Image

Melanoma

26/03/2012

Malignant Melanoma is the least common but most dangerous of the all the skin cancers. Frighteningly...

 

Melanoma accounts for the majority of skin cancer deaths, but fortunately it is the rarest of the common skin cancers. It is nearly always curable of diagnosed early.
Melanoma does not always develop from a pre-existing most. In fact this occurs only 50% of the time.
You must be on the look out for change in a mole, but also be highly suspicious of any newly appearing spot on your skin, especially if it is dark in colour and seems to stand out from surrounding skin spots.
Melanoma can occur at any age, though is very rare prior to puberty. We have certainly treated melanomas in teenagers.
Melanoma does have a strong genetic tendency, so family history is important. Indeed some families are extremely prone.
It is not restricted to the maximally sun exposed areas and sometimes it occurs in areas that have never seen the sun.

What should I look out for?

Melanoma should be suspected in the following situations:

  • Sudden or recent change in a mole

  • The recent appearance of a new dark spot or “freckle”, especially if it is enlarging and looks different to nearby spots.

  • The recent appearance of a spot of any colour for which there is no reasonable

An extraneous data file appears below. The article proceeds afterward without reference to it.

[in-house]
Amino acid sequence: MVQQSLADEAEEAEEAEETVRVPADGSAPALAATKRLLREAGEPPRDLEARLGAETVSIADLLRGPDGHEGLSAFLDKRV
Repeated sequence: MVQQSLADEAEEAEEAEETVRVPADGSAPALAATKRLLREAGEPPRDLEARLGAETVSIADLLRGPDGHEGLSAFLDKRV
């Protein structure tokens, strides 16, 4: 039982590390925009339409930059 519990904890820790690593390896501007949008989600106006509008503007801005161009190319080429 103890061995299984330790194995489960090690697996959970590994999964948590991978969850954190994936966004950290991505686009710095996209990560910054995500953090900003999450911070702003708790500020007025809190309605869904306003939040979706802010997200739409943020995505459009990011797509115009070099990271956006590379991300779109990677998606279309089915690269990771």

• explanation, especially if it is continuing to grow.


The ABC of Melanoma

The following are features suggestive of Malignant Melanoma:

A Asymmetry
B Border- irregular
C Colour- irregular
D Duckling (ugly)- the odd “man” out OR D Diameter over 10mm
E Evolving
F Firm
G Growing

Diagnosis and Treatment

Melanoma is diagnosed with a skin biopsy and pathologists subsequent microscopic examination.
Treatment always involves surgery, but the degree of surgery required varies according the melanoma in question. In general though, early melanomas do not require radical surgery.
Early melanomas do not require any further treatment or investigative work up. Patients with a more advanced melanoma will frequently require further tests to see if the melanoma has spread beyond the skin and may well require additional surgery, radiotherapy or chemotherapy.
Remember, virtually all melanomas diagnosed early will be cured, and that delay in diagnosis is the major reason why melanomas become more advanced. Very advanced melanomas are rarely curable.

Further reading:


 Download article

view all

Fact Sheet Library

  • Basal Cell Carcinoma (BCC)

    BCCs are the most commonly seen form of skin cancer.

    view fact sheet
  • Squamous Cell Carcinoma (SCC)

    The second most common skin cancer, it is often rapidly growing and may spread to other parts of the...

    view fact sheet